Shannon (Giraffe Days)'s Reviews > Cairo

Cairo by G. Willow Wilson
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Aug 03, 12

bookshelves: graphic-novel, 2012, fantasy, magical-realism
Read in July, 2012 — I own a copy

"So today, I hit one of those stoned camels with my truck." So beings Ashraf's story to his mother, sitting by her grave with a cigarette in one hand and a hookah by his side. Ashraf is a drug dealer, running hashish into Israel, and hitting that camel nearly gets him killed by border guards. That's just the beginning of his wild and wonderful tale. Leaving the cemetery, he heads for a cafe where his good friend Ali is having tea with Ashraf's sister, Salma. While a young female Israeli soldier gets a ride with the Bedouin and their "stoned camels" into Cairo, a Lebanese-American called Shaheed (meaning "martyr") with possible suicide-bombing plans arrives on a plane along with another American, an idealistic student called Kate who came to Cairo mostly to escape Orange County. She wanders into the cafe asking for directions to her hotel, and there she meets Ali and Salma. Ali offers to take her to her hotel, but as they head down the street they are taken hostage, all because of Ashraf and the hookah. Ashraf, meanwhile, is looking for a dumb tourist to sell the hookah to, and encounters Shaheed, who willingly buys it.

Inside the hookah, unbeknownst to Ashraf, is a jinn called Shams, a tall elegant-looking man who manipulates probabilities in order to "grant wishes". He was trapped inside the hookah by Nar, an evil sorcerer who is looking for a box that contains a word of power, which Shams is determined to get to first and give to Shaheed. Nar's goons have taken Ashraf's friend - and Kate - hostage until he brings back the hookah, which means Ashraf must find Shaheed. Things for Ashraf are further complicated by Tova, the Special Forces soldier from Israel who asks Ashraf, at gunpoint, to get her back into Israel using his drug running route. And so the race, the confluence of choices, begins.

Cairo is an energetic, adventurous, fun, quick story that you can devour in a couple of hours - in fact, it shuttles along at a quick pace like a movie, flowing from one scene to another in much the same way. It perfectly balances a modern, colourful city with cultural and political tensions and ancient Egyptian myths to create a magical adventure story complete with gun fights, djinni, flying carpets, the devil, crises of conscience and coming-of-age stories for the two youngest, Shaheed and Kate.

The five main (human) characters, Ashraf, Tavo, Ali, Kate and Shaheed, are each introduced in such a way that you get a good idea of their characters from the start, Perker's clever illustrations capturing body language and nuances that complement the dialogue. Their intro scenes bleed one into another, so that it's very easy to flow with the story. The pacing is swift, but not always busy, giving you time to catch up.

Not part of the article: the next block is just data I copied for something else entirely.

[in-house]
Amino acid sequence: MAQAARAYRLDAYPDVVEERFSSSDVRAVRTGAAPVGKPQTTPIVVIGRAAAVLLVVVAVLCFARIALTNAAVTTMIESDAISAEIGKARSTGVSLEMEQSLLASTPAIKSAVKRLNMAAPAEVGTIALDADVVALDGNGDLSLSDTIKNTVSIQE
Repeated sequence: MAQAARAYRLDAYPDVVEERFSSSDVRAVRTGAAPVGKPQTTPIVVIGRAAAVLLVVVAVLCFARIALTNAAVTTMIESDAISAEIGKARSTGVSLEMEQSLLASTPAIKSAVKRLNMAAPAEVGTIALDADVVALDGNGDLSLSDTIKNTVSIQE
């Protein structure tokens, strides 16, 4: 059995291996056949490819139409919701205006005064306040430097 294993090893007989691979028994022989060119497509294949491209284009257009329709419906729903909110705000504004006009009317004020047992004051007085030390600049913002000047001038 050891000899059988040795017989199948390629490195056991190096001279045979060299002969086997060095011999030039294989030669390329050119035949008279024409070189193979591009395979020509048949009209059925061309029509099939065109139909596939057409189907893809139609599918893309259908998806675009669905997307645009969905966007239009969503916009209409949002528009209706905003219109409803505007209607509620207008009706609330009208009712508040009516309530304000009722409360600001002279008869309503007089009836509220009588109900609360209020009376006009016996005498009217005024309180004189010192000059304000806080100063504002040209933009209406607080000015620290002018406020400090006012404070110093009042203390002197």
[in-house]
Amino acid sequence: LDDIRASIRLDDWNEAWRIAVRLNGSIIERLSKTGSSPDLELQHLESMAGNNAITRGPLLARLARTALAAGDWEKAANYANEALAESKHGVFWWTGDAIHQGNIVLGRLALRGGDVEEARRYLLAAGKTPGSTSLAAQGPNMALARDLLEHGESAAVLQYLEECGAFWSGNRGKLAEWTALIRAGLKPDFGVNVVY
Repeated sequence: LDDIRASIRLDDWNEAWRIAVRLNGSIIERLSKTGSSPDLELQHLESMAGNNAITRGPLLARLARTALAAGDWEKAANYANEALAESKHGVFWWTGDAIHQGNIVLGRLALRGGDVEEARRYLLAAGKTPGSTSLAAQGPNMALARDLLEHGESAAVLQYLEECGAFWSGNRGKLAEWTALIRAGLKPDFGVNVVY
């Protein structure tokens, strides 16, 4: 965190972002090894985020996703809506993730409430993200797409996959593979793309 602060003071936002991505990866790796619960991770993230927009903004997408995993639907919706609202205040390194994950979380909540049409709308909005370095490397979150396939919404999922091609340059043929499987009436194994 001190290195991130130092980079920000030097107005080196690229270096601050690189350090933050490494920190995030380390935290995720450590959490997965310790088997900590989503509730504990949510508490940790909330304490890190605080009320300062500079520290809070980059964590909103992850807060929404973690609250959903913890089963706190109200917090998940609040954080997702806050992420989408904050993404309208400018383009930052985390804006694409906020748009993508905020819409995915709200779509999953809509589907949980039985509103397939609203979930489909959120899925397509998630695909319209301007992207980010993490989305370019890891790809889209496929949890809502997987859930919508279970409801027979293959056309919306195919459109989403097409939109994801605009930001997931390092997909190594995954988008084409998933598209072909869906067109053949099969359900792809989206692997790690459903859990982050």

That said, there were a few times the plot went a bit too fast for me, especially in regards to Nar and the mysterious box. Or rather, the box containing the mysterious word. I'm not entirely sure I followed all that, and while I did get the full impression of Nar as a bad man with strong magical powers and a cunning mind, I knew nothing of him beyond those details. He wasn't fleshed out at all, which left him as a bit of a caricature of a character.

On the other hand, Shams was also left mysterious, but in his case this added depth to his character, not left him flat. He's a jinn, after all. There are times when you see his vulnerability, his hopes, his sadness. He and Ashraf were my favourite characters; Ashraf may have been a bit of a cliche, but he was still hugely fun and could often steal a scene. He was also the comic relief, and like any good action movie, there's always a need for a few laughs.

There are some moments of moralising, not preaching but the characters coming to realise things about themselves and the world. It was handled well, not belaboured, sometimes not even stated but shown. During an unexpected trip to the Undernile, where the devil whispers to them, Kate and Ali have a great argument where their prejudices and arrogance come out. Shaheed has a mystical transformation which I didn't fully grasp, since it all hinges on the word in the box. And Ali has a renewed enthusiasm in getting the news out to Cairo, no matter how much the censors remove first.

If you're looking for a well-written, wonderfully-illustrated graphic novel that reads like an action movie but with more depth, and tells a story you haven't really heard before, definitely pick up a copy of Cairo.
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